Covered Taxes

Article 2 of the Convention lists the taxes that are covered by the Convention. The list includes taxes at the federal and local levels and a catchall provision for "any other taxes." Each Party has the opportunity to narrow the list of covered taxes that will be applicable to it and to indicate what "other taxes" it shall include as covered taxes. The United States and Argentina both declared certain reservations. However, both States agreed to treat the following, among others, as taxes covered by the Convention: (i) income tax; (ii) estate, inheritance, or gift taxes; (iii) social security contributions; and (iv) sales and value-added taxes. Notably, both the United States and Argentina declined to adopt the Convention's provisions on assisting other States to recover such State's tax claims and/or administrative fines.[4]

Exchange of Information

The Convention includes provisions for the exchange of information (i) upon the request of a Party, (ii) automatically as agreed between Parties, or (iii) spontaneously by one Party to another. The Convention specifically indicates that it covers requests concerning both residents and nationals of a State. Notably, the Convention does not set forth any procedures or details for the automatic exchange of tax information. Instead, it simply states that two or more Parties may agree to the circumstances and procedures under which they will automatically exchange tax information. The OECD has suggested that an administrative agreement between the competent authorities of two Parties could address such issues, highlighting the fact that additional agreements between Parties are still necessary before any automatic exchange of tax information.[5] Thus, while the Convention provides a framework for multilateral cooperation, in most cases, the Convention provides that Parties must still make a request for information to local authorities, as further discussed below.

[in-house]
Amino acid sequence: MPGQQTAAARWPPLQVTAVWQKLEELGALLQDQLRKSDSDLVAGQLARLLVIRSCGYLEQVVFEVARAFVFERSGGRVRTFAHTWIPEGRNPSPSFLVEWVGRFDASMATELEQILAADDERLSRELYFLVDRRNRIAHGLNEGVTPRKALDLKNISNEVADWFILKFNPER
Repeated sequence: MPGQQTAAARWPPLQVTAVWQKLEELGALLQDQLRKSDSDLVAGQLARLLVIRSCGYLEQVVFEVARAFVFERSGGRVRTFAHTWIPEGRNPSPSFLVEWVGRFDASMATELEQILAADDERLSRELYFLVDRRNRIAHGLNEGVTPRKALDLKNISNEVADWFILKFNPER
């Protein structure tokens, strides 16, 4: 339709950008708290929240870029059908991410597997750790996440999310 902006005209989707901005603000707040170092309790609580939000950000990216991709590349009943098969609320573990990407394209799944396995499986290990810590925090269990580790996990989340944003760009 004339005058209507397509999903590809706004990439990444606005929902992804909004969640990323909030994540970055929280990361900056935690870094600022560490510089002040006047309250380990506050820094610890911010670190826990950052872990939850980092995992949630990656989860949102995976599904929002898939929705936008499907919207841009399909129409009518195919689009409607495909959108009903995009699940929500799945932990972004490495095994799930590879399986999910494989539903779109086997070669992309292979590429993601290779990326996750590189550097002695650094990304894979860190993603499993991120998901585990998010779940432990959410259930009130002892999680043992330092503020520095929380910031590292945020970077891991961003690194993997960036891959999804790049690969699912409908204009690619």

Information Requests and Denials